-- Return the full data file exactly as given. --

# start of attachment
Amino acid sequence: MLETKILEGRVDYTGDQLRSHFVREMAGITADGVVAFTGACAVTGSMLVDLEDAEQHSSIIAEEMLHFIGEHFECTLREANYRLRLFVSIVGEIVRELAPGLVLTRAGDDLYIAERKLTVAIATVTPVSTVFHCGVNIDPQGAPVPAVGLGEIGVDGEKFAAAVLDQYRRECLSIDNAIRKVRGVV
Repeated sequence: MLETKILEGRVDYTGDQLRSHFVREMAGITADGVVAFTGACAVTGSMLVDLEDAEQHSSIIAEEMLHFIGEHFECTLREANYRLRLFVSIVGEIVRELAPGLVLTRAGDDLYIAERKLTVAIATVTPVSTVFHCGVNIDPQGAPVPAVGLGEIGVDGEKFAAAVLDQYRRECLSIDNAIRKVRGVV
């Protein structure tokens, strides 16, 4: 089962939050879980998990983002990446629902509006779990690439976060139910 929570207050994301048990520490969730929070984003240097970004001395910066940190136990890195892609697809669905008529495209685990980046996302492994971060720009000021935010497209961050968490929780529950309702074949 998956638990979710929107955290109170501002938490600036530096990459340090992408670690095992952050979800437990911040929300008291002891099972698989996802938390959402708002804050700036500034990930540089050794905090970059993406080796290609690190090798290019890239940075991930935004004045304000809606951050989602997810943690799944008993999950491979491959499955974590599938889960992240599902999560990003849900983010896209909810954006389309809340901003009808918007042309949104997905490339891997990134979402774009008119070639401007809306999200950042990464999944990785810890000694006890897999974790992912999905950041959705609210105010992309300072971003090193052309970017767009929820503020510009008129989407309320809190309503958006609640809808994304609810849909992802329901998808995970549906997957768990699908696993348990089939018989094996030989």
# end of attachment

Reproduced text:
Amino acid sequence: MLETKILEGRVDYTGDQLRSHFVREMAGITADGVVAFTGACAVTGSMLVDLEDAEQHSSIIAEEMLHFIGEHFECTLREANYRLRLFVSIVGEIVRELAPGLVLTRAGDDLYIAERKLTVAIATVTPVSTVFHCGVNIDPQGAPVPAVGLGEIGVDGEKFAAAVLDQYRRECLSIDNAIRKVRGVV
Repeated sequence: MLETKILEGRVDYTGDQLRSHFVREMAGITADGVVAFTGACAVTGSMLVDLEDAEQHSSIIAEEMLHFIGEHFECTLREANYRLRLFVSIVGEIVRELAPGLVLTRAGDDLYIAERKLTVAIATVTPVSTVFHCGVNIDPQGAPVPAVGLGEIGVDGEKFAAAVLDQYRRECLSIDNAIRKVRGVV
């Protein structure tokens, strides 16, 4: 089962939050879980998990983002990446629902509006779990690439976060139910 929570207050994301048990520490969730929070984003240097970004001395910066940190136990890195892609697809669905008529495209685990980046996302492994971060720009000021935010497209961050968490929780529950309702074949 998956638990979710929107955290109170501002938490600036530096990459340090992408670690095992952050979800437990911040929300008291002891099972698989996802938390959402708002804050700036500034990930540089050794905090970059993406080796290609690190090798290019890239940075991930935004004045304000809606951050989602997810943690799944008993999950491979491959499955974590599938889960992240599902999560990003849900983010896209909810954006389309809340901003009808918007042309949104997905490339891997990134979402774009008119070639401007809306999200950042990464999944990785810890000694006890897999974790992912999905950041959705609210105010992309300072971003090193052309970017767009929820503020510009008129989407309320809190309503958006609640809808994304609810849909992802329901998808995970549906997957768990699908696993348990089939018989094996030989």